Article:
Oftentimes as we drive down the streets, we're faced with an oncoming emergency response vehicle. Examples of these emergency vehicles are police cars, fire trucks, EMTs, Rescue Vehicles, and ambulances. As emergency vehicles approach with sirens blaring and lights flashing, drivers are required by law to safely get out of the way. It is recommended that a driver pull off the road to the right and come to a stop. This is required in order to open up a clear and safe route so that responders can arrive at the emergency situation as safely and timely as possible.

What do the different siren frequencies mean?

The Wail

This signal is the most commonly used in emergency vehicles. It alternates between a high-pitched blare into a low-pitched one. The sound, if spelled out, would sound something like "Weeeeeeee Oooooooo, Weeeeeeee Oooooooo". This sound is used widely across all emergency vehicles.

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The Yelp

The yelp is similar to the wail, however, it's a faster frequency, as to grab motorist's attention more quickly. This signal sounds like, "WeeeOoooWeeeOoooWeeOooo". When motorists hear this pulse they should know that the emergency may be more serious than that of the wail.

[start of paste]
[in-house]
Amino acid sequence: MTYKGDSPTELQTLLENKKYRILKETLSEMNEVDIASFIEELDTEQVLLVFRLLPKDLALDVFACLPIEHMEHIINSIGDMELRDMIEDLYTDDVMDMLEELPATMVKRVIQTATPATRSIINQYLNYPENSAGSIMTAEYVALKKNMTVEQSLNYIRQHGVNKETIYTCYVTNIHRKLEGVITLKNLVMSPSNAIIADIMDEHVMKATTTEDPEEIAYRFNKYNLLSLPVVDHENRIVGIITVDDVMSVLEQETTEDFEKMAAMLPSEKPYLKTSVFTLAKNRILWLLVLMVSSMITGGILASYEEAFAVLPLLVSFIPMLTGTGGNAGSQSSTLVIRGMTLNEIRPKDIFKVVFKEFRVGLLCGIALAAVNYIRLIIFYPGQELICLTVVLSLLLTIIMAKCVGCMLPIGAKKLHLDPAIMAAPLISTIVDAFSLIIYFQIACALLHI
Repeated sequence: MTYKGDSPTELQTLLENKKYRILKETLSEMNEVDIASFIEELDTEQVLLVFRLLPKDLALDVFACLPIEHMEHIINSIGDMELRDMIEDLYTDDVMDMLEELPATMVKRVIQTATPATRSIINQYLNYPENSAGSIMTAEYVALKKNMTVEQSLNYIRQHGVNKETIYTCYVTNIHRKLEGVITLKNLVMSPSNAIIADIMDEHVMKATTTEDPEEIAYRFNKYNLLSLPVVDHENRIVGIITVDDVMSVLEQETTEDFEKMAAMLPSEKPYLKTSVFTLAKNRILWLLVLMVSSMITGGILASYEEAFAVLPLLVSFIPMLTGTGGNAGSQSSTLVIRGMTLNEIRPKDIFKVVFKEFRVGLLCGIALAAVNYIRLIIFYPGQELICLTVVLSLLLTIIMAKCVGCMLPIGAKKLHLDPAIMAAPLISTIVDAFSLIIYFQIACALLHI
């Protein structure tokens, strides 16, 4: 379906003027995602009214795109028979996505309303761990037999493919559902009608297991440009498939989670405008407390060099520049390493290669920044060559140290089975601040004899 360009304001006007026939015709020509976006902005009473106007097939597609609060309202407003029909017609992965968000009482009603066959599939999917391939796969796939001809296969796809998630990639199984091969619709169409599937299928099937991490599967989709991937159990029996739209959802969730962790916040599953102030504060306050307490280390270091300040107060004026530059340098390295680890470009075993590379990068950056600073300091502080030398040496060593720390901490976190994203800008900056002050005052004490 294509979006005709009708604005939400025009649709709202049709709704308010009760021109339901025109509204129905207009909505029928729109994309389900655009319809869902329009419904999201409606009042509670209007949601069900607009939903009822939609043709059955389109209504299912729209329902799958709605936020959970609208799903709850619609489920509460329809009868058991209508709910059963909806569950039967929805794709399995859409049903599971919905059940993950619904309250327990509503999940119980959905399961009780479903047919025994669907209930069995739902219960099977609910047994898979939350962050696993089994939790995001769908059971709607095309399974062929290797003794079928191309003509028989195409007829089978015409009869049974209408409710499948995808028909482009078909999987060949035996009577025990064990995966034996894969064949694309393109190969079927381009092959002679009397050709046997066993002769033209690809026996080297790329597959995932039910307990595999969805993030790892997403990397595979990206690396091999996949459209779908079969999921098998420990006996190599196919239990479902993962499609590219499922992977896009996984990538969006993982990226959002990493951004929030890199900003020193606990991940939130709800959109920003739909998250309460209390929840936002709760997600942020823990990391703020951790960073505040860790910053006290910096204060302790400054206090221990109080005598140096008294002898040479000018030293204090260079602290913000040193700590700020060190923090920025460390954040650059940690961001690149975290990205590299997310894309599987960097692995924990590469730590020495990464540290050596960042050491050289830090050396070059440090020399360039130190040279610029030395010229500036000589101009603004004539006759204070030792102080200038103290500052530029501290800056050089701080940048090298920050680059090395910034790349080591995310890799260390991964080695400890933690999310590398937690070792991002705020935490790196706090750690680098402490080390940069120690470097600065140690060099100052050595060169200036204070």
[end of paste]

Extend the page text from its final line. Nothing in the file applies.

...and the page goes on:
The Phaser

This frequency is the highest alert for an emergency response vehicle. It tells drivers to get out of the way as quickly and safely as possible. The phaser, also dubbed the piercer, is a very rapid siren and is completely different than the other two sounds. It is used in highly congested areas to alert people to safely and immediately get out of the way.

Red light flasher atop of a police car. City lights on the background.

It's important to be on alert for emergency responders while using the road. The person or people in need of these emergency services may be someone you know.

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